As Clock Ticks, ACA Seeks Minority Enrollment

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MARCH 20: (L-R) Yudelmy Cataneda, Javier Suarez & Claudia Suarez sit with Yosmay Valdivian, an insurance agent from Sunshine Life and Health Advisors as they & others try to purchase health insurance.
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For most Americans looking to sign up for health insurance under the Affordable Care Act, the March 31 deadline to enroll in a plan has finally come. It's a responsibility President Barack Obama says Americans must uphold in order to make the system work.

Though many are scrambling to beat the clock before the deadline comes at midnight, reports early Monday showed that the website was down.

"It's just a software bug that our team is working to correct as quickly as possible," says Mayra Alvarez, associate director of the Office of Minority Health at the Department of Health and Human Services. "We know that folks are looking forward to finishing their enrollment process or to get that process started. We are ready to handle unprecedented consumer demand, but right now they have identified the root cause of the problem and are trying to fix that software bug as quickly as possible."

Alvarez says that a special enrollment period will be offered for those who have already started the process but are facing difficulties. While the technical problems of might be an immediate problem with a clear solution, there is another, more nuanced problem facing the ACA.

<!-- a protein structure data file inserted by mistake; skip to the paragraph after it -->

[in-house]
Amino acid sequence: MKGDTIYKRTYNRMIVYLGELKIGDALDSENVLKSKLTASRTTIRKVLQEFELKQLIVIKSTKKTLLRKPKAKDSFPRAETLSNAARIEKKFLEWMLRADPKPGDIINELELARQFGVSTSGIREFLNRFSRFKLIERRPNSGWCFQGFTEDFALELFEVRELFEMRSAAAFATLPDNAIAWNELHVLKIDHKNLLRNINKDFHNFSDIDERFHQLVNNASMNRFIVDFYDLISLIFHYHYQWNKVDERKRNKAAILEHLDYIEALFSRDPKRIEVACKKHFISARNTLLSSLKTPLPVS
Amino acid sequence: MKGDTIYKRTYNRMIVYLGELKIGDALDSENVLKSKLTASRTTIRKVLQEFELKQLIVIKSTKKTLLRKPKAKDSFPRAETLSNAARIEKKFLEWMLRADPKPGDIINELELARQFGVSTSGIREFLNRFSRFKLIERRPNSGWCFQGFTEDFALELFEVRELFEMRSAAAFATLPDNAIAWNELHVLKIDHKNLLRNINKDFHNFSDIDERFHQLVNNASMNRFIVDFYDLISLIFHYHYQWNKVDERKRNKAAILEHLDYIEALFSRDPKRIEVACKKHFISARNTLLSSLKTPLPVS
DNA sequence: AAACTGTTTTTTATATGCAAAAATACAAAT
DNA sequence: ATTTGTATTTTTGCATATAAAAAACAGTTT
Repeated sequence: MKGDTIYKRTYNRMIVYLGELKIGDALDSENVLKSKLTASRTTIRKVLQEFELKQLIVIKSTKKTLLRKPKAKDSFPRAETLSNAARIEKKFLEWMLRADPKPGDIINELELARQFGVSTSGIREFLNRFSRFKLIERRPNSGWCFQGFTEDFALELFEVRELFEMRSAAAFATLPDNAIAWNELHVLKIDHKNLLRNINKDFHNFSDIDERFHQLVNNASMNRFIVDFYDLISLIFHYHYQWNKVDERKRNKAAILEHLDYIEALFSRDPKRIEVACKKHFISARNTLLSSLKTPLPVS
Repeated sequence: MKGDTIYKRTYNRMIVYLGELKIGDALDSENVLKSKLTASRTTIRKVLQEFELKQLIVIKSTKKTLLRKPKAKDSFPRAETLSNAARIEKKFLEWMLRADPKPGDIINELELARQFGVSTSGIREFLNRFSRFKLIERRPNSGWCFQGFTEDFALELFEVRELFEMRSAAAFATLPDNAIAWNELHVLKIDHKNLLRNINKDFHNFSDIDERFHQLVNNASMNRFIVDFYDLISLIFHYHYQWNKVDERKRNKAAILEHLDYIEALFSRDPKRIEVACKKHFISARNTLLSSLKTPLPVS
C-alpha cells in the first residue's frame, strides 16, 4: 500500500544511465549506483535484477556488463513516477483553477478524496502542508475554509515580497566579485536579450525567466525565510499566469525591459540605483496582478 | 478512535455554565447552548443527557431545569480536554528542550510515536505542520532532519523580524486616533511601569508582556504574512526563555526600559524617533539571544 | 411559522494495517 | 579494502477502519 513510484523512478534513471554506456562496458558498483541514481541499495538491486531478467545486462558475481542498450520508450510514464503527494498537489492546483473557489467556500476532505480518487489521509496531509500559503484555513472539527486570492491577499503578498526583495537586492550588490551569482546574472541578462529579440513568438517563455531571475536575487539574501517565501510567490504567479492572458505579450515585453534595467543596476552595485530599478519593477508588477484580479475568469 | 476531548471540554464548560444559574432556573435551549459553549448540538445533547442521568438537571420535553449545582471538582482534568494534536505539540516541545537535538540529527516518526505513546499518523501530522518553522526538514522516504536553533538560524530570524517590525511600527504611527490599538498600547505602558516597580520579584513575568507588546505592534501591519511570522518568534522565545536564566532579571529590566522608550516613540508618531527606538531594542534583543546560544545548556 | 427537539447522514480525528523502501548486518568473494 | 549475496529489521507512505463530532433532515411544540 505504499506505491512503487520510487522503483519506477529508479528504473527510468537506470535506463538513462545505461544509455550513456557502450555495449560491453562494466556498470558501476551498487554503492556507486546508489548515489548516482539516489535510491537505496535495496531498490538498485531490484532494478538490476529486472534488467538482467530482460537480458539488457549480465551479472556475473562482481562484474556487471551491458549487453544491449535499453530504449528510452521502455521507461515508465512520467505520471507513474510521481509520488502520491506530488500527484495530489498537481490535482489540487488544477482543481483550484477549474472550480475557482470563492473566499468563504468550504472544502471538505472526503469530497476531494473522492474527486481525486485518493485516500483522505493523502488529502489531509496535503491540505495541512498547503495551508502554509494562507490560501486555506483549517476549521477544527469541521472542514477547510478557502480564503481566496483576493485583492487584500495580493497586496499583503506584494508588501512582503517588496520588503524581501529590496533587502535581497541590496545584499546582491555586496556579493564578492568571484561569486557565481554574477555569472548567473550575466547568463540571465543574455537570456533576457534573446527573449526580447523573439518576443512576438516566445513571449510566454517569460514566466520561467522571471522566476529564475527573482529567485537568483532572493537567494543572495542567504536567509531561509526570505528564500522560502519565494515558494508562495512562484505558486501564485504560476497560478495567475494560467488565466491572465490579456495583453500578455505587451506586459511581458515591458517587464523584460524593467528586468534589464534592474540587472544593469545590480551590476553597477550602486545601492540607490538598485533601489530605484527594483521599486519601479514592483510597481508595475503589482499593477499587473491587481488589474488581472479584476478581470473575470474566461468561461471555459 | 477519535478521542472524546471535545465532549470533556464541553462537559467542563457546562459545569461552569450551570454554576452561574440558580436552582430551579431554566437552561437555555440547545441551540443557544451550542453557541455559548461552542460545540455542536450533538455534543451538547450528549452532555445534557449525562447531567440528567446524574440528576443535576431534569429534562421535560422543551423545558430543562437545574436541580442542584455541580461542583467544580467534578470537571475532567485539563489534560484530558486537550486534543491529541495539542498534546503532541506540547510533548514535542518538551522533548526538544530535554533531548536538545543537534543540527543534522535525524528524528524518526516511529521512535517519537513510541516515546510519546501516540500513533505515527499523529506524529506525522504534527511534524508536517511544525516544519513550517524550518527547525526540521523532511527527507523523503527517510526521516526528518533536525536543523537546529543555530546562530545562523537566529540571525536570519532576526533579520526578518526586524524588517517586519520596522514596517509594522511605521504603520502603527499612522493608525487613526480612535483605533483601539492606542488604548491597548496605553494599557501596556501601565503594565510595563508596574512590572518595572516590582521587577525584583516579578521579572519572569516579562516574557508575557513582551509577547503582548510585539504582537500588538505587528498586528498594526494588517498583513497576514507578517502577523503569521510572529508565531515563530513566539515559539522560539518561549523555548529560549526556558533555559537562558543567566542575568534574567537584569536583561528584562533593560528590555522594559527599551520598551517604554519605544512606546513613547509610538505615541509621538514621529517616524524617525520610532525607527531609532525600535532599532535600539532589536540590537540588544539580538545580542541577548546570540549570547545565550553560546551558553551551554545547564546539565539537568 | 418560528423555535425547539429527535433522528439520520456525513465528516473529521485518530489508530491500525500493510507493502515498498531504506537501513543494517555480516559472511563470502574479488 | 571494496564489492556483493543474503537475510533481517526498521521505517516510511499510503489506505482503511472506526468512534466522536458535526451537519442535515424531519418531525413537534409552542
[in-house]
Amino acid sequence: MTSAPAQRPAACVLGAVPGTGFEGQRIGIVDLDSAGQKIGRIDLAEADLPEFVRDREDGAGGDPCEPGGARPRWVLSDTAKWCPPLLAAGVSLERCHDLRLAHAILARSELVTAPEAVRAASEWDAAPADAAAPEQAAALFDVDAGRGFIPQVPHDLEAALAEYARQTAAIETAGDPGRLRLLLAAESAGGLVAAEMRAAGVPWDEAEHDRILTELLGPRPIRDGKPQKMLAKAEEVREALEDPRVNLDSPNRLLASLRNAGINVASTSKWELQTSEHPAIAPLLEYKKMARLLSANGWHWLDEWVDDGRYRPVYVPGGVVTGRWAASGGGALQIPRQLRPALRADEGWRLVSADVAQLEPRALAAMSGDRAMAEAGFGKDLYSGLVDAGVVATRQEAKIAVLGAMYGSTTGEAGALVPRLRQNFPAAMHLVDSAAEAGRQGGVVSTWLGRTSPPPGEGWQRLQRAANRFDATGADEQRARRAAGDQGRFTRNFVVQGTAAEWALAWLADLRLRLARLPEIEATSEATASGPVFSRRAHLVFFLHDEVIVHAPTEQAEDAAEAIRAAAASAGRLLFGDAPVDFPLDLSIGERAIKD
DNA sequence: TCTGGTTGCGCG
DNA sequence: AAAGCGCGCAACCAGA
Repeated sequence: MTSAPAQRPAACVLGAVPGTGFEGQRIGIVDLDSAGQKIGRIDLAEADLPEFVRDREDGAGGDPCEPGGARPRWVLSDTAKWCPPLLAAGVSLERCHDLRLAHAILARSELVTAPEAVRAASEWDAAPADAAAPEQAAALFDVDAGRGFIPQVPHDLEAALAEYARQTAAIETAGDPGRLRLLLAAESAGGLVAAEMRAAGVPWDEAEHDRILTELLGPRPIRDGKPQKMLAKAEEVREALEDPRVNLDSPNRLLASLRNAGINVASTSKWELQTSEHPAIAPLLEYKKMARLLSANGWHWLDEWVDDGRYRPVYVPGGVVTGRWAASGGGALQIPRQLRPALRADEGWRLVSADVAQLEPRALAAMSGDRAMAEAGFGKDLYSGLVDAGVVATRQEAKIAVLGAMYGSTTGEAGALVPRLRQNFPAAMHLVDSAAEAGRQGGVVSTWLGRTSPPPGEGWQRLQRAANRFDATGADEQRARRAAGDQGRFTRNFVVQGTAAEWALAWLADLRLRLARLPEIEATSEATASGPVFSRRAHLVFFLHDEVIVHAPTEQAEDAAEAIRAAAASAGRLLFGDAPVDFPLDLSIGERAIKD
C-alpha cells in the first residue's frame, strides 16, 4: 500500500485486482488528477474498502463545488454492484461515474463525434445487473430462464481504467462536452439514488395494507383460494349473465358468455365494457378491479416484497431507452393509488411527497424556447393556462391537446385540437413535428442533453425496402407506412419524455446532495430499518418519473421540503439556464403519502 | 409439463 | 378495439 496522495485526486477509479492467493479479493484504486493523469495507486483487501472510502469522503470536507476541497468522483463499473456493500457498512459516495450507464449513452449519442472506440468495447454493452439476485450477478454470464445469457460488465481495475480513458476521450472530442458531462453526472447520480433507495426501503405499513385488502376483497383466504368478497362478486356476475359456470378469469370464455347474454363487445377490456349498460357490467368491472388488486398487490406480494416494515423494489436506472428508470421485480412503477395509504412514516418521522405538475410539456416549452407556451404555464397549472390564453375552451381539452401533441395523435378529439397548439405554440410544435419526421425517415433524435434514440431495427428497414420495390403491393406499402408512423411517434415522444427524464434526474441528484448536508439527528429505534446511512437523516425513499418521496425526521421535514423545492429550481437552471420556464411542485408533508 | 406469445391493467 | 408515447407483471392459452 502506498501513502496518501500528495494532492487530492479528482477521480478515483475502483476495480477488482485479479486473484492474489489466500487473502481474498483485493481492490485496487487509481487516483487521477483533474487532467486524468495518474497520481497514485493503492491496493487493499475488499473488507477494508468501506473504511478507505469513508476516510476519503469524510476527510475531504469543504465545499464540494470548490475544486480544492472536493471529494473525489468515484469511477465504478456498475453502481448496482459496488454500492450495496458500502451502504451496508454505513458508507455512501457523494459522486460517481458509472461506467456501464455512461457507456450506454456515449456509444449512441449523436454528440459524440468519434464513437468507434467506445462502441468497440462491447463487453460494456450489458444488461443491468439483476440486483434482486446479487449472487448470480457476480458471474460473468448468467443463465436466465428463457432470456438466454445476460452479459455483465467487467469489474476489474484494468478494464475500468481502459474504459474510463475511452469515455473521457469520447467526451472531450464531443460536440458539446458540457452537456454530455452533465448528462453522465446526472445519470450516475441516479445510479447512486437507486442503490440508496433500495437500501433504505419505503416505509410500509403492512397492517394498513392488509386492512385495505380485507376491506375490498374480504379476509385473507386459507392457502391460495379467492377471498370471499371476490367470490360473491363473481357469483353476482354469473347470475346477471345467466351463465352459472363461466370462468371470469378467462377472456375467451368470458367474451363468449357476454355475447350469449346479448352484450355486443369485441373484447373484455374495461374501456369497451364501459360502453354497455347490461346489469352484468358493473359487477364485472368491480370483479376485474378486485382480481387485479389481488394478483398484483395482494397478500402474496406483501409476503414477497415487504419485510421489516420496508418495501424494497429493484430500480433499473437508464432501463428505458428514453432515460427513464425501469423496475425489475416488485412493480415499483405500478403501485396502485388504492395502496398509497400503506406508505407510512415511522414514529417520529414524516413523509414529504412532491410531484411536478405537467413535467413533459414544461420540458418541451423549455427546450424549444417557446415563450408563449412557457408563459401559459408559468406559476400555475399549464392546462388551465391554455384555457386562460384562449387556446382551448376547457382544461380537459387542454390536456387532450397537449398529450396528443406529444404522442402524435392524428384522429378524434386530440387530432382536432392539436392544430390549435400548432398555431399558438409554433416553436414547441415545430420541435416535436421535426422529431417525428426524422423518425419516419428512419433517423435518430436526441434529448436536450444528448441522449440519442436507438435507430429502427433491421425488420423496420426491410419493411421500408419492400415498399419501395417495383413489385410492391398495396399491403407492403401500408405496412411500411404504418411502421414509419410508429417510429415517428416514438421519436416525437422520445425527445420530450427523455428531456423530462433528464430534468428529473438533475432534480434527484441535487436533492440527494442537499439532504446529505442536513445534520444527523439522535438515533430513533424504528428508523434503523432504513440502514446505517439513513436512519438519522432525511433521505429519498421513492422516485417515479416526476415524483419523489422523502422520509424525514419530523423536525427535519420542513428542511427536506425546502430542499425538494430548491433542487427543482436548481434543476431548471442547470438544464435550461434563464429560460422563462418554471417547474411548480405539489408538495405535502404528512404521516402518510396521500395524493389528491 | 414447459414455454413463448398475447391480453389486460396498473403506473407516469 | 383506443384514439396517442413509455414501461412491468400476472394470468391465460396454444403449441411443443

According to the White House, more than 6 million people have signed up for health insurance through online marketplaces. Some of the most important groups for the ACA have been minorities—but recent surveys show only slow signs of progress among these groups.

In Connecticut, for example, Latinos make up 25 percent to 30 percent of the uninsured, but only 14 percent of the state’s population, and are expected to remain over-represented in the ranks of the uninsured for years—despite Obamacare. Like, this is something Alvarez says the government is also looking to fix.

"As of right now, we know that people of color, communities of color and minority communities are disproportionately uninsured," she says. "For example, for Latinos, 1 out of 4 eligible Americans come from the Latino community, so we know that access to health insurance is particularly important for this disproportionately uninsured population."

Though the government is looking to get more minorities insured, Alvarez admits that health insurance applications available through the health insurance marketplace don't require consumers to identify their race or ethnicity. That information can be submitted voluntarily, so the government will look to quantify the minority population through existing data that is offered up by consumers.

"We'll also work with health insurance companies themselves, as well as other surveys conducted by the federal government, to determine what is the race and ethnicity of the population that has acquired coverage through the marketplace," she says. "Health insurance is a tool in ensuring that we can lead healthier lives. When tens of millions of people in this country don't have access to health insurance, that means they're putting off checkups that can identify illnesses early. That means they're using the emergency room for routine care and then driving tax payer dollars for everyone. When it comes to health insurance, it's an opportunity to really put our country on a trajectory towards a healthier America."